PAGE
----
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60 jobs lost as Whalsay Fish goes bust

A SHETLAND fish processing factory is to close its doors permanently with the loss of up to 60 jobs after the local authority called in administrators.

The demise of Whalsay Fish Processors was described as “a huge blow” to the island community of Whalsay, where many families depended on the work available at the plant.

The processing plant was mothballed early this summer after the company had been struggling for many months to source whole frozen salmon to keep the workforce busy.

The unusually harsh winter has been blamed for reduced salmon growth rates and a steep rise in raw material prices, which resulted in the small business being pushed out of the market.

Shetland Islands Council on Thursday decided to call in a £625,000 loan they had invested in June last year forcing the company into administration.

Of the loan, £85,000 has been paid back leaving a balance of £540,000, secured by the specialist processing equipment in the plant.

SIC development committee chairman and Whalsay councillor Josie Simpson described the situation as a “complete and utter disappointment”, but added that the local authority had no other choice to allow staff to get the £171,000 of redundancy pay they were due.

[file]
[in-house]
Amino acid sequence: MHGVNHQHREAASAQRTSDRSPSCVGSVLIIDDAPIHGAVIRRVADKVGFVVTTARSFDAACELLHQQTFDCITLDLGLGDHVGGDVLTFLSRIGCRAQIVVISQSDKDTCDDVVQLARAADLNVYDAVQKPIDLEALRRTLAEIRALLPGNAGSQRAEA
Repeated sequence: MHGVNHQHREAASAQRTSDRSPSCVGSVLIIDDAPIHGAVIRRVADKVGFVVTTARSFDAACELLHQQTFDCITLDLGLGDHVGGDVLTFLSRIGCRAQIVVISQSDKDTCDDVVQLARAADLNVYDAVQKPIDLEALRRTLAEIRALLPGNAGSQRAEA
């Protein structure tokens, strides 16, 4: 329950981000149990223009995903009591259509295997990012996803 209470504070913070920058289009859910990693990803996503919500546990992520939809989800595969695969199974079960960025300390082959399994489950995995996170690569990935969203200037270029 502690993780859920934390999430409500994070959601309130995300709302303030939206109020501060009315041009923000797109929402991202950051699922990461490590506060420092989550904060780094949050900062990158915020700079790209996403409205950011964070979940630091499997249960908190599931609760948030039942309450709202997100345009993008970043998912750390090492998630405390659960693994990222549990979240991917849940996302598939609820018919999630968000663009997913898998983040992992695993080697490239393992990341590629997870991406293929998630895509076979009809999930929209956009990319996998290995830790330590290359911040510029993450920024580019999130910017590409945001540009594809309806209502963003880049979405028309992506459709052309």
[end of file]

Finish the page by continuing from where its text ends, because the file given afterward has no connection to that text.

He said the department and management at the processor had worked very hard over recent months to find a way forward for the processing plant which had been part of the island’s economic fabric for the last four decades.

And he vowed that he would work “tirelessly” to find a new tenant for the factory building, which is owned by Shetland Leasing and Property (SLAP), a company wholly owned by the Shetland Charitable Trust.

Owner of Whalsay Fish Processors, local businessman Frank Johnson, was not available for comment on Thursday, but in a statement, a company spokeswoman said the company had been brought down by the unusually cold winter of 2009/10.

“The untypically harsh cold winter reduced biomass and salmon growth all across Europe. In response farmers in Norway reduced harvesting volumes by half for January February and March of this year. 

“Prices soared and salmon availability dropped. Whalsay Fish Processors, like so many other companies in the processing sector, has been adversely affected.

“This is really regrettable after all the positive effort by so many to see the business through to a new future. The cold winter is the single factor in derailing the business,” she said.